Holiday traditions from across the ocean


Staff Writer

The holiday traditions of the Old Country will play out among many celebrating around this time of year, whether in the form of particular touches to their feasts or tales of gift-giving visitors who may seem unfamiliar to most Americans.

Belmont County Common Pleas Judge Frank Fregiato said any holiday celebration by people of Italian ancestry is bound to be boisterous and to feature a variety of dishes.

“Italians are very, very family-oriented, and they’re also tremendously oriented toward food,” Fregiato said, adding that dishes with olive oil figure as a staple, as well as bruschetta, or grilled bread with toppings. Dessert could include tiramisu, a dessert featuring cocoa.

Among the traditions that many practice around Christmas Eve is the Feast of the Seven Fishes. This hearkens back to the Catholic tradition of refraining from meat, and celebrates Italy’s reliance on seafood as a source of sustenance. Baccala, or salted cod, as well as eel, are often found at the feast.

Another tradition that has crossed the ocean in some cases is the story of Befana, the Santa Claus of Italy, who, according to legend, was a witch who met the three wise men searching for Bethlehem and then set about flying around Italy on her broom and distributing presents. The legend has been adapted to many storybooks for young children.

Meanwhile, when Sarah Viczian, a staff member at the St. Clairsville Public Library, married her husband, Janos Viczian of Hungary, he introduced her to some interesting ways of celebrating the season.

“My husband is from Hungary, and we follow a lot of his traditions — the ones that they still keep over there,” she said. “He brought them over from his village and where he’s from.”

Viczian pointed out the Hungarians place greater emphasis on Christmas Eve and other days leading up to Christmas.

“Santa Claus does not come on Christmas Eve. Santa comes on Dec. 6, St. Nicholas Day,” she said. “Another tradition is that the Christ Child brings the Christmas Tree on Christmas Eve, and the angels help him decorate it. Oftentimes the children are not present for the tree going up. They’re actually surprised with it on Christmas Eve. They might go to grandma and grandpa’s house while mom and dad are putting up the tree. Then they come home and see the Christ Child has brought home the tree and the angels have decorated it.”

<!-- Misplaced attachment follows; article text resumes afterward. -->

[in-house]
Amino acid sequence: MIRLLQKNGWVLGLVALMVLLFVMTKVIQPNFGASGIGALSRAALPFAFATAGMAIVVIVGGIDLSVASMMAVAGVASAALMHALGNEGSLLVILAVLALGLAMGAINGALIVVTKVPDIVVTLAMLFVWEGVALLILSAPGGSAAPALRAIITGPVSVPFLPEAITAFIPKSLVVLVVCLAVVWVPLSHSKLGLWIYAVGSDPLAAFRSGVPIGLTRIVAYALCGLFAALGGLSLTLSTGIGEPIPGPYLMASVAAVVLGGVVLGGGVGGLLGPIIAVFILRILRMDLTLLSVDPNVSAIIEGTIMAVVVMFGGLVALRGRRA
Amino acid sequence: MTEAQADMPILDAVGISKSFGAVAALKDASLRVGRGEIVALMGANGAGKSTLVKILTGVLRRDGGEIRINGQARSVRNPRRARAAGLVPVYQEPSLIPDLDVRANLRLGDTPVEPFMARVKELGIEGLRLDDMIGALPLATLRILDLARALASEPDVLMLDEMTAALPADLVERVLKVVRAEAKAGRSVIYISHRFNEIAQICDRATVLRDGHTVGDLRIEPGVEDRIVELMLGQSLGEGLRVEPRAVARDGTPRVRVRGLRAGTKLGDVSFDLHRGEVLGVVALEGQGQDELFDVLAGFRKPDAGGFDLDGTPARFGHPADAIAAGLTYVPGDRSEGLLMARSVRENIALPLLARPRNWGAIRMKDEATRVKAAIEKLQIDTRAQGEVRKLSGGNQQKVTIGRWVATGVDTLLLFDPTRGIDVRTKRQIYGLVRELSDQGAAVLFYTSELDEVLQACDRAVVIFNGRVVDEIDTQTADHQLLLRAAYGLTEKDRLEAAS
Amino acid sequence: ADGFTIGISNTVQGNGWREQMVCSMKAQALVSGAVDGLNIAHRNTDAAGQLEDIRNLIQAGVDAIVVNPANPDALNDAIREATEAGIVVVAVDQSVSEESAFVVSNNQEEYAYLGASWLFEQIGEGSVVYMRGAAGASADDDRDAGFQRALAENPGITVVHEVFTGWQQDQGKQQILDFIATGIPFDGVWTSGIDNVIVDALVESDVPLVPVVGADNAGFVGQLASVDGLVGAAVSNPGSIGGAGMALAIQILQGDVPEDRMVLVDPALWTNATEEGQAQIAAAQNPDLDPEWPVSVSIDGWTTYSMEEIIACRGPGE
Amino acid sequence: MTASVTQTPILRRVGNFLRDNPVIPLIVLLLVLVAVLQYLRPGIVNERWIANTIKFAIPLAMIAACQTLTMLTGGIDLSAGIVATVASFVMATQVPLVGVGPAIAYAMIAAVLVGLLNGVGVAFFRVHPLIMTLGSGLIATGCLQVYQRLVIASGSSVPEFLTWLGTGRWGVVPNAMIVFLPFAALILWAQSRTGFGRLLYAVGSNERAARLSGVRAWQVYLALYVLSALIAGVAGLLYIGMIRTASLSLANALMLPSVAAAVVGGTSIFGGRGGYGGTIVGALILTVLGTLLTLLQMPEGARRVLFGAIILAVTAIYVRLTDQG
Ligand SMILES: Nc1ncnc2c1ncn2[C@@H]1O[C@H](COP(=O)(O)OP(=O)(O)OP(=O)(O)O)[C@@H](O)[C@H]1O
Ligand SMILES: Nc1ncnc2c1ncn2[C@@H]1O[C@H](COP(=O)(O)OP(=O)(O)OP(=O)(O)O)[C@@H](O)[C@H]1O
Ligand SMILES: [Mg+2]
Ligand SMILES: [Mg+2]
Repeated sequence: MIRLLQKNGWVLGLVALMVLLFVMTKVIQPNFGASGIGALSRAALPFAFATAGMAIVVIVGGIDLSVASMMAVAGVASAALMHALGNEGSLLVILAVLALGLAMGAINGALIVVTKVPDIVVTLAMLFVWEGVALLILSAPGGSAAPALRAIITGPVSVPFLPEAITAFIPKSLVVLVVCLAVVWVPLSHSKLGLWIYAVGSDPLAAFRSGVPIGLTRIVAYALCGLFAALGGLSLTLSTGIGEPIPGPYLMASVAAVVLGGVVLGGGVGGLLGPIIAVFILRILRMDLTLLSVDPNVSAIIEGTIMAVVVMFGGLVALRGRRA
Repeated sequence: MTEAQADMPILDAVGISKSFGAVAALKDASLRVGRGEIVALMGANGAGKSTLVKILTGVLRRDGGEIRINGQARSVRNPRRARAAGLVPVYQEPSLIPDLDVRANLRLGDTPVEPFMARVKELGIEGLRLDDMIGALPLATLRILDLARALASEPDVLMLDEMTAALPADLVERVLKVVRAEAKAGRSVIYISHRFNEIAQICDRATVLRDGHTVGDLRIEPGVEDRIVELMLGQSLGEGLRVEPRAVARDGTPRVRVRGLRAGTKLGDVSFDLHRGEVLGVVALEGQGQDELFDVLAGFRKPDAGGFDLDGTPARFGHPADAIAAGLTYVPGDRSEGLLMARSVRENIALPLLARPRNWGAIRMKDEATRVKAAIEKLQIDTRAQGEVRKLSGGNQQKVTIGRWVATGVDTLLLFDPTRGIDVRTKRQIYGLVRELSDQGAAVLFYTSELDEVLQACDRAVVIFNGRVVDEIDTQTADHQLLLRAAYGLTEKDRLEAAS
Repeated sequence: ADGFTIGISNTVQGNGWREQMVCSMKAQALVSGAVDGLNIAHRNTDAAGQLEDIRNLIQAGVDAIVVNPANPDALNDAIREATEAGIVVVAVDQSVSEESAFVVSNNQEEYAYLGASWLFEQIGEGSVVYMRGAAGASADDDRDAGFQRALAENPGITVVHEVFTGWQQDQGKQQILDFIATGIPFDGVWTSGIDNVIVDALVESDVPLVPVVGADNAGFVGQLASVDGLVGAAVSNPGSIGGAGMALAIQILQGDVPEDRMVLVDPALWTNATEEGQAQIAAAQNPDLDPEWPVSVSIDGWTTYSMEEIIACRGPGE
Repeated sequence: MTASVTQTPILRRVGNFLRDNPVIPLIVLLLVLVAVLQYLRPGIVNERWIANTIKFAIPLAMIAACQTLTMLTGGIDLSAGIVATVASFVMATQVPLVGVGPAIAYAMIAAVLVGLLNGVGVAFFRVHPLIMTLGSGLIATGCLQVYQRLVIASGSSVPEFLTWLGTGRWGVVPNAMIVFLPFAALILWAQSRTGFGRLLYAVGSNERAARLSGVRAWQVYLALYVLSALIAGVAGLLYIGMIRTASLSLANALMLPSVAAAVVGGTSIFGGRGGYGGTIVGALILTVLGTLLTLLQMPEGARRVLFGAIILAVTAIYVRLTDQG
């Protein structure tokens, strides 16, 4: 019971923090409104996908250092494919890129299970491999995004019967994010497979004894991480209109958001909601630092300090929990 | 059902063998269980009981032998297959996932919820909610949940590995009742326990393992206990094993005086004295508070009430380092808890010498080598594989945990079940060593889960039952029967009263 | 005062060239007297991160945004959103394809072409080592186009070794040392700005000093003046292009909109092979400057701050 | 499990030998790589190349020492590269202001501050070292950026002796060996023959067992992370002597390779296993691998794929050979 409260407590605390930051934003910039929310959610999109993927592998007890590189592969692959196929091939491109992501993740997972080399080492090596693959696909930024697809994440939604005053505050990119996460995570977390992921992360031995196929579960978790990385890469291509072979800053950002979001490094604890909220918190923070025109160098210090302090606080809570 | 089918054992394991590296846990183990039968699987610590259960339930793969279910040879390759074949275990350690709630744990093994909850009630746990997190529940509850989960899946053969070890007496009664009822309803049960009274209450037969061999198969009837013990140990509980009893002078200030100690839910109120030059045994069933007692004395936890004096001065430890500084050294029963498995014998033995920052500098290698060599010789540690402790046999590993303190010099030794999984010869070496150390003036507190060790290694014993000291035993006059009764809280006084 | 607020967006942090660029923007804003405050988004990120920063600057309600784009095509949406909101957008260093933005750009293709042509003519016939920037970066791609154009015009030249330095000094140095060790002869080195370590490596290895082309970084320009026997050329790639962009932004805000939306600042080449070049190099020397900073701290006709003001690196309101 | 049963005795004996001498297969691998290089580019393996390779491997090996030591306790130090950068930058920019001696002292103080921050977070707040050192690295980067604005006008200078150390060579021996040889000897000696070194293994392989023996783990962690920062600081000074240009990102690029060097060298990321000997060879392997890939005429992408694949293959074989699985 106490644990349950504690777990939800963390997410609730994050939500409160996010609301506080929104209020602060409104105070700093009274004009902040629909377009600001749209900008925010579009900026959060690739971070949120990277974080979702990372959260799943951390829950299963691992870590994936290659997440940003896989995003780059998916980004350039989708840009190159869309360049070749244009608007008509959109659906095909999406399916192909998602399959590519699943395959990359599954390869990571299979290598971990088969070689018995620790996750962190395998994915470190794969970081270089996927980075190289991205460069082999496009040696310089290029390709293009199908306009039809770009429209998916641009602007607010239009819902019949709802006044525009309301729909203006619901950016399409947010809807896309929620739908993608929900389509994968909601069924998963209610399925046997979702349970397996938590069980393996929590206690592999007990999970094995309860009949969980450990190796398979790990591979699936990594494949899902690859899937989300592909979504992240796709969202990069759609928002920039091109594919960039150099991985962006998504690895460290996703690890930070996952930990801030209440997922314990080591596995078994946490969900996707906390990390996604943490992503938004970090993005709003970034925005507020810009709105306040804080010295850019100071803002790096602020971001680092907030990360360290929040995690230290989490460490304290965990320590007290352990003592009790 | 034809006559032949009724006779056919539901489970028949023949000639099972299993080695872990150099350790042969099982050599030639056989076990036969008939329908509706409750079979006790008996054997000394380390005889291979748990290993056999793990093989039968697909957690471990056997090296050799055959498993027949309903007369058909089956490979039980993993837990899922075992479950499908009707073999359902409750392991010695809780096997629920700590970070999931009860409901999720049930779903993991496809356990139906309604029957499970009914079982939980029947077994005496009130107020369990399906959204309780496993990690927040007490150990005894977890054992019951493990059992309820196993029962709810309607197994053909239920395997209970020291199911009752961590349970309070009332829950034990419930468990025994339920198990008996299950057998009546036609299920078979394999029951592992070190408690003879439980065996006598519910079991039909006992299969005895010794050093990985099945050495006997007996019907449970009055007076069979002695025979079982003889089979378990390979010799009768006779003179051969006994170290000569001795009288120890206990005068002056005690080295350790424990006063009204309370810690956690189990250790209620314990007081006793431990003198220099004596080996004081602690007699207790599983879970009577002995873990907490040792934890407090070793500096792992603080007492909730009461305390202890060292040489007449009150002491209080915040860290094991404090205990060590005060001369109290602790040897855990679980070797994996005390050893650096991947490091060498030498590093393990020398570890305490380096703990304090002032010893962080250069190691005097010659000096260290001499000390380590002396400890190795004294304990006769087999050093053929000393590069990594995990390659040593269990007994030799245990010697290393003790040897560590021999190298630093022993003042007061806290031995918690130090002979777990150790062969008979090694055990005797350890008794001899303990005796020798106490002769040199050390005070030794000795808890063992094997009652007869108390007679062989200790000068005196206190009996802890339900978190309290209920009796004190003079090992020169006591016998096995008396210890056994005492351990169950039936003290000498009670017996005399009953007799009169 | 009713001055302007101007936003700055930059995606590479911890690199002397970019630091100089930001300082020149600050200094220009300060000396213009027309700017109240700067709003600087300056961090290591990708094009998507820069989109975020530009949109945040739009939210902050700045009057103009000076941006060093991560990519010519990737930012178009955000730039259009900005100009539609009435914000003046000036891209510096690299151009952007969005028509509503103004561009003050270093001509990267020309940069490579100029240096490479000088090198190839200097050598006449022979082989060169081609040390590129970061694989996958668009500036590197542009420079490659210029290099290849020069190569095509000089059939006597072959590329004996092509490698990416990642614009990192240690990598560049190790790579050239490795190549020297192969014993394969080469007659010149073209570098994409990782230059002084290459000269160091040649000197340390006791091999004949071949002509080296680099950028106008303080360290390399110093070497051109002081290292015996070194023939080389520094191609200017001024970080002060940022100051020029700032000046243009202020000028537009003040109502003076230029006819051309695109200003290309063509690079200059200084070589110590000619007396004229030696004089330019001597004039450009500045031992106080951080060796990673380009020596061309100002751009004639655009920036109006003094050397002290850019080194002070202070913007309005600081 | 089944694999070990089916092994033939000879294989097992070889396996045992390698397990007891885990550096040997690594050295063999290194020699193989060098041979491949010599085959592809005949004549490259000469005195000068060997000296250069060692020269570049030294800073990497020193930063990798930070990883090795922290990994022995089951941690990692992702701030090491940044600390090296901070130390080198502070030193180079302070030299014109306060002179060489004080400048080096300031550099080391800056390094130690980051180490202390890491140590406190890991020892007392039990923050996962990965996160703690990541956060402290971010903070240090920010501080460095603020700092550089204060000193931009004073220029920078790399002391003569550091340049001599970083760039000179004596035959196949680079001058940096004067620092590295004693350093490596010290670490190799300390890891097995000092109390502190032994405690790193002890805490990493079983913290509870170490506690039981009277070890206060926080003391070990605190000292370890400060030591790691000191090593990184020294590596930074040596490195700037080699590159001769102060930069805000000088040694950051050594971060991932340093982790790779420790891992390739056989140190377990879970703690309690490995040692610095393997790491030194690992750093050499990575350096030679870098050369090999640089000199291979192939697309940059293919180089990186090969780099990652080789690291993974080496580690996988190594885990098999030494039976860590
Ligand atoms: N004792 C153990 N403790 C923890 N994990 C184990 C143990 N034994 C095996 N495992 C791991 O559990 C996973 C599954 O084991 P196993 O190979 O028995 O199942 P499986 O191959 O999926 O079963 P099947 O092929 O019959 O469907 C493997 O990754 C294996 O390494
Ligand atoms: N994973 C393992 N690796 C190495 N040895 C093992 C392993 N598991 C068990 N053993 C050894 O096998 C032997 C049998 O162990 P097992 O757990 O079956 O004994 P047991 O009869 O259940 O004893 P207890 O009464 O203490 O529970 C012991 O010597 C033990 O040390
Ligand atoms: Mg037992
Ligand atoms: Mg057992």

She said there is an added emphasis on religion and the saints.

“There’s more focus on Christmas Eve being about the Christ Child than being about Santa Claus, and on Christmas Day everybody gets together with family and they have a lot of the traditional foods,” she said.

She mentioned other fun traditions.

“On Dec. 6 when Santa Claus comes, they have to clean their boots and put them by the window so that Santa Claus will fill them. Also they’re left with a bundle of twigs from the Krampus,” she said, describing a demonic figure that is said to punish naughty children and adding that actors often portray these characters in Hungarian communities. “Santa would come along, and there would be a guy dressed up like the Krampus. … You’re a good boy, but here’s some twigs just in case.”

Stan Fedyszyn, a staff member at the Bellaire Public Library, traces his ancestry to Poland and said a feast on Christmas Eve hearkens back to the Old Country.

“It’s called Vigilia. It’s a dinner. Vigilia is the eve, it’s the dinner that you serve on Christmas Eve,” he said, adding that this tradition has special significance, since during its history Poland had been conquered almost 30 times. “The dishes at this meal represent some, if not all, of the nations that once conquered Poland. There’s potatoes, we assume that’s probably Germany. Pickled herring, probably Sweden.”

He added that the feast even includes millet.

“That’s from when Ghengis Khan came through,” he said.

Dates are another foodstuff, this one marking Islamic aggression.

“Then there’s mushroom soup, but mushroom soup without any dairy in it,” he said, adding that this food likely came from the Swiss.

“There’s no meat in the meal. This is not only supposed to remind you of all those countries that conquered us, but also set you up for Christmas, where you have the turkey or the ham,” he said.


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